As night settled, like a wounded bird,
Upon the port of old Korbaal,
The cries and songs of the revelling crews
Were mingled with the screams of gulls,
The roisters came from surrounding domains
Of the land-locked Sea of Sighs,
And, now and then, a nervous glance
Of someone from the Outside.
Midsummer’s Eve, so shaman believe,
Is a time of portent and strife,
It was on that night, in a tavern bright,
That a legend came to life.
The smoke-filled room boomed with songs,
All competing to the fore,
The slavers’ captain and his ribald crew
Won with a mighty roar.
In snugs were merchants nodding
Or shaking heads for a deal,
Sailors bold and doxies brassy
Frolicked with noisy zeal,
Thieves’ cant was mumbled
Beneath ever shifting eyes…
And those that sat and waited
For fate to recognise.
A fighting woman, with ebon skin,
Suit of chain and a glorious smile,
Sat opposite her companion,
An old man who glanced all the while
At the street door of the tavern
With candid anticipation,
The greying hair and jet black beard,
The eyes that sought explanation.
He bade her drain her goblet
With some urgency in his voice,
The flash of her smile told him
That she knew she had a choice…
But she finished her drink and, with a wink,
Gave his beard a tug!
Her laughter brought him to his feet
And he turned with an embarrassed shrug.
The door then burst open
And in strode a figure of fame,
The Dread Knight of Vanghoul,
Or Ismatz by name,
His dull black armour radiated
A darker kind of light,
The cold red glow within his helm
Was the sacrifice of his spite.
Within the tavern some stared
And conversations were lost,
As if of stone they looked at him,
Their senses were accost
By the sight of one so hateful,
There, with them, in that room…
The man had butchered many
And laughed, as they met their doom.
The slavers’ captain rose drunkenly
And spat loudly on the floor,
His crew fingered their hardware,
Set their shoulders and their jaws.
Save the man and the fighter woman,
Everyone else shrank back,
The Dread Knight unsheathed his sword,
The blade of which glowed black.
“Good Captain,” rasped the sibilant tones,
“If I read you right,
Do not move or else they’ll be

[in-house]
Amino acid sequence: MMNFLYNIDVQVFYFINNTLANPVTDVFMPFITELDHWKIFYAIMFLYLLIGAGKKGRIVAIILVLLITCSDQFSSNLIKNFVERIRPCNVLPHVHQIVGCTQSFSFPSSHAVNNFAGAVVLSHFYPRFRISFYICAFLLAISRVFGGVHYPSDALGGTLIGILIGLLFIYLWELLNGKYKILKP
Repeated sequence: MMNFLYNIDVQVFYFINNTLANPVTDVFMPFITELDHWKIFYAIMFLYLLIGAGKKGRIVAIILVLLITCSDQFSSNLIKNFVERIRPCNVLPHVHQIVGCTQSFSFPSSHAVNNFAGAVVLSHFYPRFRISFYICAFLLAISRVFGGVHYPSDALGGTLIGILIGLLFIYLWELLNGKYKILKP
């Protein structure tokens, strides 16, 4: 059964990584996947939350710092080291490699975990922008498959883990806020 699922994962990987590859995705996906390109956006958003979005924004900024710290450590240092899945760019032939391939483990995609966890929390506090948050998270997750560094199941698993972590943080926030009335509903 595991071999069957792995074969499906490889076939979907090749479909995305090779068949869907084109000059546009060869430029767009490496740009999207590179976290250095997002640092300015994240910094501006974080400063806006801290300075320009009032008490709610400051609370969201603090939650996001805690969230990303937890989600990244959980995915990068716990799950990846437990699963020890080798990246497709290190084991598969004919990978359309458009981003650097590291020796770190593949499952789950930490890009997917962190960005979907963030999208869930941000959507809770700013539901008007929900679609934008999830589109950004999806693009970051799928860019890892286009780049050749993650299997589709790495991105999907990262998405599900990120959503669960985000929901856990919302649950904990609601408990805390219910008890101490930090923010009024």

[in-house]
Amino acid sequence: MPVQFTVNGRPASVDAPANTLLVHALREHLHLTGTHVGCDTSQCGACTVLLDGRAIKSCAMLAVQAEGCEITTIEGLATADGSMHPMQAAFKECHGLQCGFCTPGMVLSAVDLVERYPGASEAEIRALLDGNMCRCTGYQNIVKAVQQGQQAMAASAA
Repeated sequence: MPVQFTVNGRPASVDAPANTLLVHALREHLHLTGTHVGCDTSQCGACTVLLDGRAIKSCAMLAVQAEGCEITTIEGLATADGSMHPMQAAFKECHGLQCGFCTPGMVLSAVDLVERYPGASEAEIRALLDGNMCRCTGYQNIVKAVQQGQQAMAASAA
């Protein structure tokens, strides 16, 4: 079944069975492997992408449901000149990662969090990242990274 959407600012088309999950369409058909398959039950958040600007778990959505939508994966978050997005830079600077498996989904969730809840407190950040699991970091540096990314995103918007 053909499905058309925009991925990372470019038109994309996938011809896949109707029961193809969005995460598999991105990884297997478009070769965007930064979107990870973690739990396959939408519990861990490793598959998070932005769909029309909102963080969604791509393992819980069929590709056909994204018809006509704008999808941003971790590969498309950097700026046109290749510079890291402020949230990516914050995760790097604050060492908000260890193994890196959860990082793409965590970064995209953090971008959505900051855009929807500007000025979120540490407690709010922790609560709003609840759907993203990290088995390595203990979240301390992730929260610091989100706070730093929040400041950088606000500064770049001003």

One less captain, on the sea, tonight.”
“There’s twenty of us” the slaver sneered
“And we’re the hardest on the sea.
What right has a worm like you
To talk so, to one such as me?”
“I’m not a worm and neither are you
Else you’d have no bones to crack.”
His cynical laugh, they faced each other,
Then there came an audible snap…
The captain gasped, clutched his neck
And fell writhing to the floor,
He choked and kicked, he twitched two times
And then he moved no more.
Whether it was drink, fear or hate
That spurred the crew to action…
It would have helped if one had survived
To offer an explanation!
They charged at the Dead Knight
Who laughed with terrible glee,
As he laid about and hacked to bits
Those rovers of the sea.
Above the pitch of battle
A swirling scream arose,
It was the dark blade that sang
As it smote its deadly blows.
The door was smashed open,
The tavern emptied into the street,
Panic-stricken people ran
On panic-stricken feet.
Within the tavern the smell of gore
Hung heavy in the air,
Just three sailors left to dispatch
And they weren’t going anywhere!
With a flash, from the hilt of the sword,
Flew three crackling balls of light,
That smashed into the men who joined
Their mates in the timeless quiet.
The old man and the woman stood
And witnessed those awful deeds,
The Dread Knight turned to them and said,
“Well, did you succeed?
Have you brought me that which I yearn
Or have you empty hands?”
The old man sighed, “Oh we got it
But it won’t be part of your plans.”
“Don’t be funny with me, you’ve seen
What happens to those who try,
Or does your sense of humour
Allow you to laugh as you die?”
“More a sense of justice,”
The old man was not looking so old,
“l’m not too sure of your motives
And quite frankly, you leave me cold.
“Please don’t take offence
If I to talk to you this way,
It’s just that this item is worth
More than you can ever pay!”
“You dare try to trick me!” Ismatz howled,
“My blade will drink your soul.”
“It won’t be mine” smiled the other,
“It’s already been sold!”
The woman now walked slowly forward,
Drawing out her long, slender sword,
“I hope this won’t take too long,
Quite frankly I’m a little bored.”
This made Ismatz scream the more,
His rage was at its peak,
He pointed his blade at the maid
And started to speak.
Like lightning she plucked at her belt
And threw a phial at his head,
The glass smashed, concentration broke,
The spell remained unsaid,
Instead he screamed as the liquid burned
Within his armoured helm,
In his torment he dropped his sword
As the pain sought to overwhelm.
The man then stepped forward
Holding a gem of pulsating green,
His incantations rose and rose
Until the Dread Knight screamed,
Who then sank to the floor, broken,
The rattled breath was his last,
Many would be gladdened to know
That this evil was passed.
Those customers brave enough to return,
When it had all gone quiet,
Were confronted by a sight so odd
That some ran back in fright…
Apart from smashed furniture,
Dead sailors and a bloody lake,
Was the body of the Dread Knight
But his head was like that of a snake!
The man’s name was Leeshar
And Nanji that of the maid,
It was these two who risked all
And took the Dread Knight’s blade,
It was these two who helped turn the tide
And showed the brave,
And it was these two, and their actions,
Of which legends are made.
I wrote this about 25 years ago. The opening lines -
“As night settled, like a wounded bird,
Upon the port of old Korbaal,”
- came out of the ether and the rest just flowed. D’nD was the inspiration and, yes, there is more – quite a bit more. Let me know if you’d like to read the rest. I’ll probably produce it episodically.